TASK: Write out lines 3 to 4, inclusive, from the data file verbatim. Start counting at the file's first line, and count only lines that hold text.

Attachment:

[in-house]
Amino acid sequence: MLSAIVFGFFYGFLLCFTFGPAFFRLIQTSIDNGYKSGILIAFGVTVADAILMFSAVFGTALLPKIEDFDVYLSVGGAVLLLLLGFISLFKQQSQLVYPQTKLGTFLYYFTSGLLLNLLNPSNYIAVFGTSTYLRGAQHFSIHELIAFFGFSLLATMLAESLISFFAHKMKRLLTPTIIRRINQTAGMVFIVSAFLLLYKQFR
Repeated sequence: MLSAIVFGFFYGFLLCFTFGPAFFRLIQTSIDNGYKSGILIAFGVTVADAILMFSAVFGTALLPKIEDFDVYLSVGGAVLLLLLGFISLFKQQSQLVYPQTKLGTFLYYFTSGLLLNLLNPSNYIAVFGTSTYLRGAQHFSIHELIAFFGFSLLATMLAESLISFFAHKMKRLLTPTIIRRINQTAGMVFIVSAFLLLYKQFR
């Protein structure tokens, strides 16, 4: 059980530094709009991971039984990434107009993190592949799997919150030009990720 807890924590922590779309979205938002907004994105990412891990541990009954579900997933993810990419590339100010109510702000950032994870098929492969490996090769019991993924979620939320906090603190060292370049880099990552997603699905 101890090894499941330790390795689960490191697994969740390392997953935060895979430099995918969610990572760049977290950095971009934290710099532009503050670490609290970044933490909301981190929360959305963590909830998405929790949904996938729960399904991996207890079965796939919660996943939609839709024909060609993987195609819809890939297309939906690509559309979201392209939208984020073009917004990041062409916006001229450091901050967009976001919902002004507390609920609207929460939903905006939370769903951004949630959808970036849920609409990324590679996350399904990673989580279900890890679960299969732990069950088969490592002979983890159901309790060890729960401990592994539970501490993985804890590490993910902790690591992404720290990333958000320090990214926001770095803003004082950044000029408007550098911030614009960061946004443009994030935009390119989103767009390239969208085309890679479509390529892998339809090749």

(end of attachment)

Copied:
Repeated sequence: MLSAIVFGFFYGFLLCFTFGPAFFRLIQTSIDNGYKSGILIAFGVTVADAILMFSAVFGTALLPKIEDFDVYLSVGGAVLLLLLGFISLFKQQSQLVYPQTKLGTFLYYFTSGLLLNLLNPSNYIAVFGTSTYLRGAQHFSIHELIAFFGFSLLATMLAESLISFFAHKMKRLLTPTIIRRINQTAGMVFIVSAFLLLYKQFR
């Protein structure tokens, strides 16, 4: 059980530094709009991971039984990434107009993190592949799997919150030009990720 807890924590922590779309979205938002907004994105990412891990541990009954579900997933993810990419590339100010109510702000950032994870098929492969490996090769019991993924979620939320906090603190060292370049880099990552997603699905 101890090894499941330790390795689960490191697994969740390392997953935060895979430099995918969610990572760049977290950095971009934290710099532009503050670490609290970044933490909301981190929360959305963590909830998405929790949904996938729960399904991996207890079965796939919660996943939609839709024909060609993987195609819809890939297309939906690509559309979201392209939208984020073009917004990041062409916006001229450091901050967009976001919902002004507390609920609207929460939903905006939370769903951004949630959808970036849920609409990324590679996350399904990673989580279900890890679960299969732990069950088969490592002979983890159901309790060890729960401990592994539970501490993985804890590490993910902790690591992404720290990333958000320090990214926001770095803003004082950044000029408007550098911030614009960061946004443009994030935009390119989103767009390239969208085309890679479509390529892998339809090749």